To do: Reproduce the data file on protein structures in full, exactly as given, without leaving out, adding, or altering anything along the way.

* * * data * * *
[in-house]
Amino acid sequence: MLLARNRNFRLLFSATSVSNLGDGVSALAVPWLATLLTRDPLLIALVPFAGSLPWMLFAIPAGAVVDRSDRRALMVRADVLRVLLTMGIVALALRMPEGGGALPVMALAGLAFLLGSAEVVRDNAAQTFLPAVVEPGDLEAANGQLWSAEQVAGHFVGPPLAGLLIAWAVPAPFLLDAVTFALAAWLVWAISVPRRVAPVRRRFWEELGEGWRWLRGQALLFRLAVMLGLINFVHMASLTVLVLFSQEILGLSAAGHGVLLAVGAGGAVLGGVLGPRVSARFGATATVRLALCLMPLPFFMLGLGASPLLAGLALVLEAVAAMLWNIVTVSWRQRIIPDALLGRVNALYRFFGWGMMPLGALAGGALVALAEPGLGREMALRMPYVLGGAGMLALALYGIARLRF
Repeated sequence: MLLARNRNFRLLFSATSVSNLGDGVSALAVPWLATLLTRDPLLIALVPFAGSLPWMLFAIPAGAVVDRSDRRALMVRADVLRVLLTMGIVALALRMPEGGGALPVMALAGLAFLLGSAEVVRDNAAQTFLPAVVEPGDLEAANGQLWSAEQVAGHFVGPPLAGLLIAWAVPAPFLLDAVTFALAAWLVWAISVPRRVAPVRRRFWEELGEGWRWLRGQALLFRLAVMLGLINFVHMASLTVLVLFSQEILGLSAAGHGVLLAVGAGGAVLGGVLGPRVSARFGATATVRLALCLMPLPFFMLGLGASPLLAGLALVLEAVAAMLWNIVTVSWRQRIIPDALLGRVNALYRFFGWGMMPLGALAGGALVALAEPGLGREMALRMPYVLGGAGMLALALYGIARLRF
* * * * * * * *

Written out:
[in-house]
Amino acid sequence: MLLARNRNFRLLFSATSVSNLGDGVSALAVPWLATLLTRDPLLIALVPFAGSLPWMLFAIPAGAVVDRSDRRALMVRADVLRVLLTMGIVALALRMPEGGGALPVMALAGLAFLLGSAEVVRDNAAQTFLPAVVEPGDLEAANGQLWSAEQVAGHFVGPPLAGLLIAWAVPAPFLLDAVTFALAAWLVWAISVPRRVAPVRRRFWEELGEGWRWLRGQALLFRLAVMLGLINFVHMASLTVLVLFSQEILGLSAAGHGVLLAVGAGGAVLGGVLGPRVSARFGATATVRLALCLMPLPFFMLGLGASPLLAGLALVLEAVAAMLWNIVTVSWRQRIIPDALLGRVNALYRFFGWGMMPLGALAGGALVALAEPGLGREMALRMPYVLGGAGMLALALYGIARLRF
Repeated sequence: MLLARNRNFRLLFSATSVSNLGDGVSALAVPWLATLLTRDPLLIALVPFAGSLPWMLFAIPAGAVVDRSDRRALMVRADVLRVLLTMGIVALALRMPEGGGALPVMALAGLAFLLGSAEVVRDNAAQTFLPAVVEPGDLEAANGQLWSAEQVAGHFVGPPLAGLLIAWAVPAPFLLDAVTFALAAWLVWAISVPRRVAPVRRRFWEELGEGWRWLRGQALLFRLAVMLGLINFVHMASLTVLVLFSQEILGLSAAGHGVLLAVGAGGAVLGGVLGPRVSARFGATATVRLALCLMPLPFFMLGLGASPLLAGLALVLEAVAAMLWNIVTVSWRQRIIPDALLGRVNALYRFFGWGMMPLGALAGGALVALAEPGLGREMALRMPYVLGGAGMLALALYGIARLRF